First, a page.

Event: Taking the six different chapters of H&T from across the country and pitting them against each other to see which location has the best poets: 1st two qualifying heats and then a final.
Judges were chosen from the audience, with standard slam rules. (Scores noted, “OT” = if points were docked for going over time.) I was relieved to see the turns alternated between the teams of four poets, keeping it competitive.
There was also an individual slam, with many of the same poets, but that will be covered in another review, so if you feel the poets have been short-changed, they may have longer write ups there.
Venue: Hidden in a back alley near Aldgate East is Wilton’s, the last surviving Grand Music Hall in the world; rather beautiful in its stripped walls, wooden floors and curled columns; a splendour perfectly suited to the occasion.
On a positive accessibility note: the name, team, score and time were projected behind the performers.
The hosts: were excellent. Working in pairs, they kept proceedings fast paced, cracking jokes while scores were collected. They also made sure the audience knew the rules, so as not to exclude newcomers.
- Angry Sam spoke wistfully of snow failing to affect the harshness of business. (25.8)
- David Lee Morgan performed movingly on the riots from the perspective of authority. I love this poem to bits, particularly its darkness. (26.8)
- Amy McAllister talked accessibly of falling unrequitedly for her flatmate and the drive to escape (“he forgot what he had, scratch that, hadn’t”). (26.5)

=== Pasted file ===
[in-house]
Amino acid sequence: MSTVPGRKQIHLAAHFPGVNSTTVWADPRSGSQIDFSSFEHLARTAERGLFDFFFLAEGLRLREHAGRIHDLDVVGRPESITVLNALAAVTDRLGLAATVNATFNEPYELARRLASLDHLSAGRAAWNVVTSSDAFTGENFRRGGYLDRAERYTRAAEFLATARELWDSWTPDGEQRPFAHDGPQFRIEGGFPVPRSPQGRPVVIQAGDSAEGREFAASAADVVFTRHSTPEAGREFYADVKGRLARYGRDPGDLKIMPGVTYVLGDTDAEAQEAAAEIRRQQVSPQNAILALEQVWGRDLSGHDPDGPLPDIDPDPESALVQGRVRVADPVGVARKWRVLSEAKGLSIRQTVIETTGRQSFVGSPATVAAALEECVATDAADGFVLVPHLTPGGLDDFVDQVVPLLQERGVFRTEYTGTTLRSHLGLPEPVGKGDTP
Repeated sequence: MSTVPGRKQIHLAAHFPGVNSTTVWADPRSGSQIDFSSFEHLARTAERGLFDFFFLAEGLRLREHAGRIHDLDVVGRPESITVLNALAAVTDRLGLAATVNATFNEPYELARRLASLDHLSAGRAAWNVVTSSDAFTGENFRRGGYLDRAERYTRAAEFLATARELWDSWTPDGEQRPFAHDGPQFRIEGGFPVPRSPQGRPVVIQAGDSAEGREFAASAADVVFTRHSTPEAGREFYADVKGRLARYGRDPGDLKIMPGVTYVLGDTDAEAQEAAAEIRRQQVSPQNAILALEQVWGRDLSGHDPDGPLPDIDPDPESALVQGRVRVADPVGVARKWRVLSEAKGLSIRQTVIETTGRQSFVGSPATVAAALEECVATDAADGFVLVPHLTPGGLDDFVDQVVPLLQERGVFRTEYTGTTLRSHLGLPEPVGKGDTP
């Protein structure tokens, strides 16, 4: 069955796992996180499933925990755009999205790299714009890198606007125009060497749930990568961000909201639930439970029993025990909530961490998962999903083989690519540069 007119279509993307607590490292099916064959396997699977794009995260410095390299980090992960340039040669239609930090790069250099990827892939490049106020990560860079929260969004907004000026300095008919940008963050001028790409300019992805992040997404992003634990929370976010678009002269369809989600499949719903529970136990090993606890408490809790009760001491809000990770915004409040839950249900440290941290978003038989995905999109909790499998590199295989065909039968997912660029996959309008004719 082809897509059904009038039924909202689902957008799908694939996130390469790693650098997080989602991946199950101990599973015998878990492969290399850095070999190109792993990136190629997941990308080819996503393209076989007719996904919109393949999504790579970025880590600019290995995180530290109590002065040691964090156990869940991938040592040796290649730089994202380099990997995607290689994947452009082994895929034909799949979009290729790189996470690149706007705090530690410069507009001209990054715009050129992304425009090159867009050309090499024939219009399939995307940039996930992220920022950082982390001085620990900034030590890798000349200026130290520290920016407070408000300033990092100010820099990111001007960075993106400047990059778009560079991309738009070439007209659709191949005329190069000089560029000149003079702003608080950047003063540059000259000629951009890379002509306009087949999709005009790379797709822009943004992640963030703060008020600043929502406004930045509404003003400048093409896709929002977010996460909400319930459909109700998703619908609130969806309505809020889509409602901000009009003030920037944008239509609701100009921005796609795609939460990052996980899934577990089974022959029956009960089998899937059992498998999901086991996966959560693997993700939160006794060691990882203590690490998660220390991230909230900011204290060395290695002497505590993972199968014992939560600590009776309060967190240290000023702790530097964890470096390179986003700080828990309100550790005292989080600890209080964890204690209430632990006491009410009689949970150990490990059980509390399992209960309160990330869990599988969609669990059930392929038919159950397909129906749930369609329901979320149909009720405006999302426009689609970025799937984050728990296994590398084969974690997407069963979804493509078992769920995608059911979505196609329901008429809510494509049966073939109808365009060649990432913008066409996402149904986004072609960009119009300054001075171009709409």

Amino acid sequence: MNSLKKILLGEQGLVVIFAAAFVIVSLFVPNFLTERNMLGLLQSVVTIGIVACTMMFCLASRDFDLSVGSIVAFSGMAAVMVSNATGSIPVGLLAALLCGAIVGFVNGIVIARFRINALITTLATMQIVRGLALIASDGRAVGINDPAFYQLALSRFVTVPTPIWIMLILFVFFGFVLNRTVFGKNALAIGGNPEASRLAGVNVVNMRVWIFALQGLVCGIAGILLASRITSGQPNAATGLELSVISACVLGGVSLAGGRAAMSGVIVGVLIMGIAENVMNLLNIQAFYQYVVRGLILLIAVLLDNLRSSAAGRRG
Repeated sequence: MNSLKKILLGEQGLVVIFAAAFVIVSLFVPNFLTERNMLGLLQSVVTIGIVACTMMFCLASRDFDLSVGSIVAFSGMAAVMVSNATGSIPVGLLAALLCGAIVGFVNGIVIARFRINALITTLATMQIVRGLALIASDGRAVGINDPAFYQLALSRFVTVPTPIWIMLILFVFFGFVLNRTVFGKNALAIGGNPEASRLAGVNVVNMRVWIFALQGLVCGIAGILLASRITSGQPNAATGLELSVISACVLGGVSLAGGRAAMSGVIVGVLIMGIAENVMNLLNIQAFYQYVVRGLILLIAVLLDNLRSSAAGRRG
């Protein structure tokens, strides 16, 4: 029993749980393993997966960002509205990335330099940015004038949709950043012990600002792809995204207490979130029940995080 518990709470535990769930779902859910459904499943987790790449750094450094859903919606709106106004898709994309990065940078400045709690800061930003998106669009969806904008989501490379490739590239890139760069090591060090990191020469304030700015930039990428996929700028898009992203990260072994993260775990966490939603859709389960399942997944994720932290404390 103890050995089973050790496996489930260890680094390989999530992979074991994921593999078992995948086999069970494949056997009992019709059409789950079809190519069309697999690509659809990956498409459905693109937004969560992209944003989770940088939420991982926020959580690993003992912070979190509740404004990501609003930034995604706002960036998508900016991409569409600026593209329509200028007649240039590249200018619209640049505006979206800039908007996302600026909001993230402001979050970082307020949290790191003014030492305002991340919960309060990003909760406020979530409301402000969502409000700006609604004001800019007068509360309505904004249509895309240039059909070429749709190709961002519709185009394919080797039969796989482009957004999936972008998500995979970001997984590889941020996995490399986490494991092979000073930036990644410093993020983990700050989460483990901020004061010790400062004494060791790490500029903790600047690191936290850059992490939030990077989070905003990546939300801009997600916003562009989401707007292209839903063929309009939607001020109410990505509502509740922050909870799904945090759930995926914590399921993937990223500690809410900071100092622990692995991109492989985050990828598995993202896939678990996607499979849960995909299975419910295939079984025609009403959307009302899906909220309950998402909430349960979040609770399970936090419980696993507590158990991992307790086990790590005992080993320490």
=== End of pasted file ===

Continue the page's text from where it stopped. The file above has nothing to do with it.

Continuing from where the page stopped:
- Adam Kammerling’s poem about an overheard conversation captured the meandering nature of everyday chatter about a day’s events (things “proper kicked off”), in a realistic tone that nonetheless maintained poetic rhythm. (26.2)
- Hollie McNish performed “Wow”, a fantastic piece on body image post-baby. (26.9)
- Fay Roberts “I want more”, a friendly rejection of female magazine advice. Wished she’d made more of the last line that questioned what the media was hiding with such a distraction. (24.6)
- Jessie Durrant discussed notions of family in relation to seeing a picture-perfect “catalogue” example, and comparing it with her own version. (26.1)
- Mark Niel raged at the frequent misspelling of his surname with the tightly-wound fury of a child’s tantrum. Culminating in the revelation that he was defending himself to a judge, the piece was compelling (if only compelling you to run away – ed) but also rather disturbing. (26.5)